The Republicans seem afraid that Donald Trump will take their lunch money right in front of their home room teacher:
But surely the well-heeled donors within the Republican establishment who are scared of Trump running away with this thing will take care of him while the non-Trump candidates sort themselves out, right? Nope. And nope in large part because they’re scared that Donald Trump will call them mean names. These donors, Politico reported earlier this week, “worry that, if they fund higher-profile attacks, they could come under attack from Trump, who this week fired a warning shot at one of the few major donors to the anti-Trump efforts, Marlene Ricketts, tweeting that her family ‘better be careful, they have a lot to hide!’ ”
The will to stop Trump does not appear to exist, and that is pathetic. Far too many party forces are misreading the “winnowing” theory, which argues that Trump can be defeated if he is positioned in a one-on-one matchup. I think there’s merit to this theory, though less so with each passing contest and day crossed off the calendar. What this theory never entailed, though, is the idea that Cruz, Rubio, and Kasich would let Trump proceed unimpeded while they were sorting the anti-Trump process out among themselves. It is campaign malpractice for the Rubio campaign, in particular, to be holding its fire on Trump, and it’s indicative of that campaign’s glib belief that delegates will naturally funnel Rubio’s way in the long run because … because they just will.
(click here to continue reading Cruz and Rubio are doing nothing to stop Donald Trump..)Footnotes:
If Donald Trump becomes president, gods forbid, the United States as we understand it will cease to exist within four years. Or sooner. For instance, if Trump succeeds against logic, and begins rounding up immigrants, ripping apart families, destroying all sorts of businesses, we will soon become a pariah among nations. Would the nations of the world create a coalition to initiate regime change? Who knows, but it isn’t that far fetched. Our military may be larger than the rest of the world’s, but that is not built upon a firm foundation if suddenly international trade dried up.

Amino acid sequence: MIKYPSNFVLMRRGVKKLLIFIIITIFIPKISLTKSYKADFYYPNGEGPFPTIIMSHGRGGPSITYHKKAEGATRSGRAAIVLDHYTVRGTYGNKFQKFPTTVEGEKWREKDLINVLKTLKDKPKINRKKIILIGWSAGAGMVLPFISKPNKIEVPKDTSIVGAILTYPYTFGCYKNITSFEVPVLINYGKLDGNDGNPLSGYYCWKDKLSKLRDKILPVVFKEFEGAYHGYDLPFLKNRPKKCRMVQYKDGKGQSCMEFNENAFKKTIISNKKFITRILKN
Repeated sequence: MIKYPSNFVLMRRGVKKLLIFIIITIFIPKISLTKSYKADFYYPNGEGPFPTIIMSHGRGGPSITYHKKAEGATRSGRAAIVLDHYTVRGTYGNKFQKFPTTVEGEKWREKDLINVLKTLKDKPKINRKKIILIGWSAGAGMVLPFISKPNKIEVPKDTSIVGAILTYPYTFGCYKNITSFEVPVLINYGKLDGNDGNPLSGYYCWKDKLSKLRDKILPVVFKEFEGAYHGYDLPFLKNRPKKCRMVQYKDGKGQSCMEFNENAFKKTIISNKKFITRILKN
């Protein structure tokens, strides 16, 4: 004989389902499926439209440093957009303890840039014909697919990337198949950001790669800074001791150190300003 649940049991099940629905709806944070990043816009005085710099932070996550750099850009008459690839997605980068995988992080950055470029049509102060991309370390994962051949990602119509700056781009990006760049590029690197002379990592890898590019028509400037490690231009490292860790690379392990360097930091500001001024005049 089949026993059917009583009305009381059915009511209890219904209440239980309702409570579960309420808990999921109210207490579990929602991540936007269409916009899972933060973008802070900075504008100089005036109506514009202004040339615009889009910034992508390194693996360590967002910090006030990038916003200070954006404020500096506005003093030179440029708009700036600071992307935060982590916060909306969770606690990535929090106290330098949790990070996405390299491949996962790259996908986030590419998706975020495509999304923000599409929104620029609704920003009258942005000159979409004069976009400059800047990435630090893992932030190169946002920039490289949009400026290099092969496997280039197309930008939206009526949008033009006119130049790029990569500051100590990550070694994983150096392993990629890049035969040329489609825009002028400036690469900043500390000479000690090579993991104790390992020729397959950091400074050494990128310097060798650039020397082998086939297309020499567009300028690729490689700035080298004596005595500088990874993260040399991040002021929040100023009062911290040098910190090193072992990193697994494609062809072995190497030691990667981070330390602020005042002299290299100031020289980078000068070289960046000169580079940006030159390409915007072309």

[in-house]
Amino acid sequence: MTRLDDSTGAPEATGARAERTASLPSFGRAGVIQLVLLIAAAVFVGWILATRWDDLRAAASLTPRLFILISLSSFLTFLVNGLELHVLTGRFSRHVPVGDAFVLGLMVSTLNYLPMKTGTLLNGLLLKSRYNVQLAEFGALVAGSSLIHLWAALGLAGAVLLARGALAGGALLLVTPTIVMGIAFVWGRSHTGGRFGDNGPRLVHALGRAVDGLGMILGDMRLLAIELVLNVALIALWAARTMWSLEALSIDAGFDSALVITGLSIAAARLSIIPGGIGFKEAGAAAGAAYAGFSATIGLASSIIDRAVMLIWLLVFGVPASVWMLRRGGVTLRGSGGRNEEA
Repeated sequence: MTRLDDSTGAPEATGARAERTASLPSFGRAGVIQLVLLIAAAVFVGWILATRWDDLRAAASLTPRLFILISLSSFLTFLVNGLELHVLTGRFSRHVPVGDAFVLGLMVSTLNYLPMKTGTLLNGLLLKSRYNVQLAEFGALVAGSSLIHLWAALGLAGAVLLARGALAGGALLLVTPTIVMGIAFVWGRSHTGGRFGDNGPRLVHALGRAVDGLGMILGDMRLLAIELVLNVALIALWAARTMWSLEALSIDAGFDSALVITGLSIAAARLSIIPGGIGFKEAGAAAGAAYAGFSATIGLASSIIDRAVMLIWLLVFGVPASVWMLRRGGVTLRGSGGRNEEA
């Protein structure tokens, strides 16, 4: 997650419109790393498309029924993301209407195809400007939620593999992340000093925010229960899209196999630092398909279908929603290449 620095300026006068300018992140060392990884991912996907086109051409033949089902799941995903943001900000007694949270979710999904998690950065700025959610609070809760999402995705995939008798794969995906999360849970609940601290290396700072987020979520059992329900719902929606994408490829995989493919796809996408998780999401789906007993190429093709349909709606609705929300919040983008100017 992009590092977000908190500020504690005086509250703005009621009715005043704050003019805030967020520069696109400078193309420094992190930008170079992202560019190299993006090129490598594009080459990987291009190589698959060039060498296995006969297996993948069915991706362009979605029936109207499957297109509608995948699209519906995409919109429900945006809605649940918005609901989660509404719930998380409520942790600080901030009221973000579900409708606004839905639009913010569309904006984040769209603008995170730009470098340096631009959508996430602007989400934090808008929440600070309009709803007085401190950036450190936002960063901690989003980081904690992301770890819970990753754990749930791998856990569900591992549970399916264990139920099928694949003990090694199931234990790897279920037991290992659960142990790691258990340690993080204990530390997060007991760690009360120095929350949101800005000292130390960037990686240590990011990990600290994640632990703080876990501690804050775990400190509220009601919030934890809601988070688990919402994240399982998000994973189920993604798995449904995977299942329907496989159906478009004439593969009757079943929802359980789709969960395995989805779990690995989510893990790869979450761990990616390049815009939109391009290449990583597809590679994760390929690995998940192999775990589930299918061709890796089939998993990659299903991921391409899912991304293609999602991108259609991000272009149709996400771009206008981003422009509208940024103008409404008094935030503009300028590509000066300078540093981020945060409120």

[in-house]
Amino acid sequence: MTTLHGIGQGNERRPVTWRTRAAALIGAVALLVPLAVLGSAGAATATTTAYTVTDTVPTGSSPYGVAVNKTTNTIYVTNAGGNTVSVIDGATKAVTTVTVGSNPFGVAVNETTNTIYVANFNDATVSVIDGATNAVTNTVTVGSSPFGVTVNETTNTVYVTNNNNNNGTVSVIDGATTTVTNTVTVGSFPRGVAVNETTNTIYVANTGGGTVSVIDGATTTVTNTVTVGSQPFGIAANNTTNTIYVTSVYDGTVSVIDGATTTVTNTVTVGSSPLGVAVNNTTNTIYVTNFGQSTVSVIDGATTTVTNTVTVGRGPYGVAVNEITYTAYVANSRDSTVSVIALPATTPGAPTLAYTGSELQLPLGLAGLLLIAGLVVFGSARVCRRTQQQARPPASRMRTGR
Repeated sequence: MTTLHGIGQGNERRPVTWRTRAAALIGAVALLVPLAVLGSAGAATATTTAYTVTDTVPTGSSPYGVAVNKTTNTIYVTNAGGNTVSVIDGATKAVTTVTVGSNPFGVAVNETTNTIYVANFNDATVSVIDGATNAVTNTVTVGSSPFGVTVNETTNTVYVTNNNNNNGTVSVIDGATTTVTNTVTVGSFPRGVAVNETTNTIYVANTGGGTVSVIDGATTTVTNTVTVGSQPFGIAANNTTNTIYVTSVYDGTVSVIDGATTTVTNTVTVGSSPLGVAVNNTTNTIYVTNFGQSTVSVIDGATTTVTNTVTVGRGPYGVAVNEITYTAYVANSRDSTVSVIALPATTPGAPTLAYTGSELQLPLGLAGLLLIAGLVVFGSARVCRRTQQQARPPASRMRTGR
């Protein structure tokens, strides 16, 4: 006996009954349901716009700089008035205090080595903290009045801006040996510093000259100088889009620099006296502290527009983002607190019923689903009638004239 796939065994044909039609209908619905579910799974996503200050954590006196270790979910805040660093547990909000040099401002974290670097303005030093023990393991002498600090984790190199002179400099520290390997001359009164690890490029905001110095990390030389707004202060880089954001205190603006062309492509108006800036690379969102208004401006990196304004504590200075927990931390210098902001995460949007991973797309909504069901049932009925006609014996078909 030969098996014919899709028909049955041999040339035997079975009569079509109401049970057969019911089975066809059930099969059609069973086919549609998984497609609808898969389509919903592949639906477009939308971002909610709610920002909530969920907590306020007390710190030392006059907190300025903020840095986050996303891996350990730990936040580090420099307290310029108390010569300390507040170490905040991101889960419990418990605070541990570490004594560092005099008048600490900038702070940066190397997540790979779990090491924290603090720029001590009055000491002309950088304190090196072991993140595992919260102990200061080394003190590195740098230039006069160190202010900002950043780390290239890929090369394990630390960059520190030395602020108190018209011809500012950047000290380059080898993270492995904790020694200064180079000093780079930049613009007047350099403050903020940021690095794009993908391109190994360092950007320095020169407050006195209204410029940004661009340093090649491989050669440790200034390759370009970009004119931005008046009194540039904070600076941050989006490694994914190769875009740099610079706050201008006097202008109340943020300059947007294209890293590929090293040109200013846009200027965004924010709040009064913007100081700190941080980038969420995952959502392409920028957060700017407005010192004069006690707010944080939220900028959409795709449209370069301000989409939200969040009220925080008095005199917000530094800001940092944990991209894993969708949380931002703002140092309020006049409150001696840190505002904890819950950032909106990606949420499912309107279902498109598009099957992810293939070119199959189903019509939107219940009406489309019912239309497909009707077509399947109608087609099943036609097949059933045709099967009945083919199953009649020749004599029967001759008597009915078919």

Trump has now provided more “specifics” about his immigration plan: a forced population transfer greater than any attempted in history, greater than the French and Spanish expulsions of the Jews in 1308 and 1492; greater than the Nabka of approximately 700,000 Palestinian Arabs from British-mandate Palestine; greater than the 1.5 million Stalin consigned to Siberia and the Central Asian republics; greater than Pol Pot’s exile of 2.5 million city-dwellers to the Cambodian countryside, or the scattering of Turkey’s Assyrian Christians, which the scholar Mordechai Zaken says numbers in the millions and required 180 years to complete. Trump has promised to move 12 million Mexicans in under two years––“so fast your head will spin.”
Only then will he start building the wall.
Last fall, the Public Religion Research Institute found that a majority of whites believe “discrimination against whites has become as big a problem as discrimination against blacks and other minorities.” A brand new Washington Post/ABC poll finds 57 percent of Republicans support the most massive ethnic cleansing in the annals of humanity (or, what The Washington Post blandly calls “Trump’s tough positions on immigration”).
They all want a wall, they all want to bury criminals under the jail, they all crave war, even if they are not so explicit.Pollsters at YouGov.com found that 29 percent of Americans (and 43 percent of Republicans) “would hypothetically support the military stepping in to take control from a civilian government which is beginning to violate the Constitution.” Which is quite a thing, considering that according to a 2012 Gallup poll 94 percent of Republicans consider Obamacare’s insurance-purchase mandates unconstitutional; not to mention the small technicality that the military taking control of the government for “violating the Constitution” is, in fact, violating the Constitution.